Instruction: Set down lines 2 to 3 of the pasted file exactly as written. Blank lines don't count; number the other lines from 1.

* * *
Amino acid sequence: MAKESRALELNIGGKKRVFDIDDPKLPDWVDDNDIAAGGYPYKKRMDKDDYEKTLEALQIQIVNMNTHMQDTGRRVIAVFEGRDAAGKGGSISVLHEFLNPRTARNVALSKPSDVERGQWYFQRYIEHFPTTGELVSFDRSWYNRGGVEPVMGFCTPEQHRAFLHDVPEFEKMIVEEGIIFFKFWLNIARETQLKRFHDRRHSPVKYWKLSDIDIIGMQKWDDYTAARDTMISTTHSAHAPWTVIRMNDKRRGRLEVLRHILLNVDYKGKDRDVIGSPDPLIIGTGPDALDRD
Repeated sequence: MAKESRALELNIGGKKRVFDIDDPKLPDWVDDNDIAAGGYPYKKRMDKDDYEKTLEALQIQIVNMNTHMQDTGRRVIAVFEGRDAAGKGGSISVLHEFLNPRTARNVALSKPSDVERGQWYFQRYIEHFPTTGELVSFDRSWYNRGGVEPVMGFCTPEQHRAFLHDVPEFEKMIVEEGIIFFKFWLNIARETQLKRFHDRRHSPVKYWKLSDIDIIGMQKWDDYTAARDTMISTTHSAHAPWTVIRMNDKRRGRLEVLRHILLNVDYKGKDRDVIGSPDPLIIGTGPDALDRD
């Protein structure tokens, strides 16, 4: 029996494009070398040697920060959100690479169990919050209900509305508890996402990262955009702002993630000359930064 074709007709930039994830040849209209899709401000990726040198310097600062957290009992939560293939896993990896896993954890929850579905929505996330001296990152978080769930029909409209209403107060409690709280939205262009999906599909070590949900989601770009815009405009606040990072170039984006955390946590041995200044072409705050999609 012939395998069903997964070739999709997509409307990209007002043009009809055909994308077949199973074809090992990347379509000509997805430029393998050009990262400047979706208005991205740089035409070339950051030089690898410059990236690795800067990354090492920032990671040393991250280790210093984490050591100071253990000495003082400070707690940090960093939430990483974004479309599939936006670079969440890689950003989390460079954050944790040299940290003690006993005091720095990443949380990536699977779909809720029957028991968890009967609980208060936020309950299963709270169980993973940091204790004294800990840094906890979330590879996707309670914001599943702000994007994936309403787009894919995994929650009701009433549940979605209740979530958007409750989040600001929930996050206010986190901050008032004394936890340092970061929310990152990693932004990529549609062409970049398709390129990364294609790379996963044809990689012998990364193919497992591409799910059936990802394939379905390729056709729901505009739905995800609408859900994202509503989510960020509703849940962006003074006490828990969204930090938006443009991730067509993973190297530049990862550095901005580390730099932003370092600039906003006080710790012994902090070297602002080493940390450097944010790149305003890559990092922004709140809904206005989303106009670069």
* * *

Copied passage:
Repeated sequence: MAKESRALELNIGGKKRVFDIDDPKLPDWVDDNDIAAGGYPYKKRMDKDDYEKTLEALQIQIVNMNTHMQDTGRRVIAVFEGRDAAGKGGSISVLHEFLNPRTARNVALSKPSDVERGQWYFQRYIEHFPTTGELVSFDRSWYNRGGVEPVMGFCTPEQHRAFLHDVPEFEKMIVEEGIIFFKFWLNIARETQLKRFHDRRHSPVKYWKLSDIDIIGMQKWDDYTAARDTMISTTHSAHAPWTVIRMNDKRRGRLEVLRHILLNVDYKGKDRDVIGSPDPLIIGTGPDALDRD
């Protein structure tokens, strides 16, 4: 029996494009070398040697920060959100690479169990919050209900509305508890996402990262955009702002993630000359930064 074709007709930039994830040849209209899709401000990726040198310097600062957290009992939560293939896993990896896993954890929850579905929505996330001296990152978080769930029909409209209403107060409690709280939205262009999906599909070590949900989601770009815009405009606040990072170039984006955390946590041995200044072409705050999609 012939395998069903997964070739999709997509409307990209007002043009009809055909994308077949199973074809090992990347379509000509997805430029393998050009990262400047979706208005991205740089035409070339950051030089690898410059990236690795800067990354090492920032990671040393991250280790210093984490050591100071253990000495003082400070707690940090960093939430990483974004479309599939936006670079969440890689950003989390460079954050944790040299940290003690006993005091720095990443949380990536699977779909809720029957028991968890009967609980208060936020309950299963709270169980993973940091204790004294800990840094906890979330590879996707309670914001599943702000994007994936309403787009894919995994929650009701009433549940979605209740979530958007409750989040600001929930996050206010986190901050008032004394936890340092970061929310990152990693932004990529549609062409970049398709390129990364294609790379996963044809990689012998990364193919497992591409799910059936990802394939379905390729056709729901505009739905995800609408859900994202509503989510960020509703849940962006003074006490828990969204930090938006443009991730067509993973190297530049990862550095901005580390730099932003370092600039906003006080710790012994902090070297602002080493940390450097944010790149305003890559990092922004709140809904206005989303106009670069």